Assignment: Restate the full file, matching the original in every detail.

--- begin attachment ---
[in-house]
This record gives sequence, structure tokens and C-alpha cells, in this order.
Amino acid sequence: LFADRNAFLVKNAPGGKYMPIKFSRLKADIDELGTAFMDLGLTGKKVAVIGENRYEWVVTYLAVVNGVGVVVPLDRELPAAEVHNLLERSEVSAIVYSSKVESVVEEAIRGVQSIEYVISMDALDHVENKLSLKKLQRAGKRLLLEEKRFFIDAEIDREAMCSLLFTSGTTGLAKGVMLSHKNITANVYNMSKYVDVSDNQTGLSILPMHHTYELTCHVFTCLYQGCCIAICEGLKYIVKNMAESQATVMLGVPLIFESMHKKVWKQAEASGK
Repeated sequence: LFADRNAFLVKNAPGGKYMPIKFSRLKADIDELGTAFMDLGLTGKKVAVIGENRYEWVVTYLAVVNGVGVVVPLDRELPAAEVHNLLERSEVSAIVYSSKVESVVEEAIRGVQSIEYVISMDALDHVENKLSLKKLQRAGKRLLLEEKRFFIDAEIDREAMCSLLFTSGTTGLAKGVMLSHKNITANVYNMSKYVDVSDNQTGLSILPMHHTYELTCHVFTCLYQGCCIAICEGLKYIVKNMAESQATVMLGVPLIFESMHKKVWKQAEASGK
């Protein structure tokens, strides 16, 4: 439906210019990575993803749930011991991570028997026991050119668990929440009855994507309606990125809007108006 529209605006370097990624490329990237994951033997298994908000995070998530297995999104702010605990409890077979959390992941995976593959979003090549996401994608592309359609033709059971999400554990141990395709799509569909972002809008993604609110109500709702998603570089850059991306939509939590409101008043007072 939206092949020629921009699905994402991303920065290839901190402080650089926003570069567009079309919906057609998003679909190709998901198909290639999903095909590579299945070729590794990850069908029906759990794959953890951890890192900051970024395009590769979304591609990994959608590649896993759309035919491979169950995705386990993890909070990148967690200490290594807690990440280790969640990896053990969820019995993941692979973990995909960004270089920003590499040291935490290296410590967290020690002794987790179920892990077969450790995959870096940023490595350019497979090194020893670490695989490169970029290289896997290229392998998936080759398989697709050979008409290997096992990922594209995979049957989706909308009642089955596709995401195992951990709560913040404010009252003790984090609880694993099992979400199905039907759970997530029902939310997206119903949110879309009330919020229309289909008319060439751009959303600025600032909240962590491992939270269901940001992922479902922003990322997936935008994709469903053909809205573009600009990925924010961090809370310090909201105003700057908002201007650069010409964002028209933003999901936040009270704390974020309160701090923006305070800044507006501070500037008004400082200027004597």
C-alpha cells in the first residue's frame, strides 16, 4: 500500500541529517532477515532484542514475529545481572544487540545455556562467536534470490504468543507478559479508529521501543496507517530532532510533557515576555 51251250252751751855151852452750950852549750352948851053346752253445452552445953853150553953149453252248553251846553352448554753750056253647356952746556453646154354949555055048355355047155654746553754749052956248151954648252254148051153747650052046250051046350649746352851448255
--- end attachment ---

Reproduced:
[in-house]
This record gives sequence, structure tokens and C-alpha cells, in this order.
Amino acid sequence: LFADRNAFLVKNAPGGKYMPIKFSRLKADIDELGTAFMDLGLTGKKVAVIGENRYEWVVTYLAVVNGVGVVVPLDRELPAAEVHNLLERSEVSAIVYSSKVESVVEEAIRGVQSIEYVISMDALDHVENKLSLKKLQRAGKRLLLEEKRFFIDAEIDREAMCSLLFTSGTTGLAKGVMLSHKNITANVYNMSKYVDVSDNQTGLSILPMHHTYELTCHVFTCLYQGCCIAICEGLKYIVKNMAESQATVMLGVPLIFESMHKKVWKQAEASGK
Repeated sequence: LFADRNAFLVKNAPGGKYMPIKFSRLKADIDELGTAFMDLGLTGKKVAVIGENRYEWVVTYLAVVNGVGVVVPLDRELPAAEVHNLLERSEVSAIVYSSKVESVVEEAIRGVQSIEYVISMDALDHVENKLSLKKLQRAGKRLLLEEKRFFIDAEIDREAMCSLLFTSGTTGLAKGVMLSHKNITANVYNMSKYVDVSDNQTGLSILPMHHTYELTCHVFTCLYQGCCIAICEGLKYIVKNMAESQATVMLGVPLIFESMHKKVWKQAEASGK
């Protein structure tokens, strides 16, 4: 439906210019990575993803749930011991991570028997026991050119668990929440009855994507309606990125809007108006 529209605006370097990624490329990237994951033997298994908000995070998530297995999104702010605990409890077979959390992941995976593959979003090549996401994608592309359609033709059971999400554990141990395709799509569909972002809008993604609110109500709702998603570089850059991306939509939590409101008043007072 939206092949020629921009699905994402991303920065290839901190402080650089926003570069567009079309919906057609998003679909190709998901198909290639999903095909590579299945070729590794990850069908029906759990794959953890951890890192900051970024395009590769979304591609990994959608590649896993759309035919491979169950995705386990993890909070990148967690200490290594807690990440280790969640990896053990969820019995993941692979973990995909960004270089920003590499040291935490290296410590967290020690002794987790179920892990077969450790995959870096940023490595350019497979090194020893670490695989490169970029290289896997290229392998998936080759398989697709050979008409290997096992990922594209995979049957989706909308009642089955596709995401195992951990709560913040404010009252003790984090609880694993099992979400199905039907759970997530029902939310997206119903949110879309009330919020229309289909008319060439751009959303600025600032909240962590491992939270269901940001992922479902922003990322997936935008994709469903053909809205573009600009990925924010961090809370310090909201105003700057908002201007650069010409964002028209933003999901936040009270704390974020309160701090923006305070800044507006501070500037008004400082200027004597």
C-alpha cells in the first residue's frame, strides 16, 4: 500500500541529517532477515532484542514475529545481572544487540545455556562467536534470490504468543507478559479508529521501543496507517530532532510533557515576555 51251250252751751855151852452750950852549750352948851053346752253445452552445953853150553953149453252248553251846553352448554753750056253647356952746556453646154354949555055048355355047155654746553754749052956248151954648252254148051153747650052046250051046350649746352851448255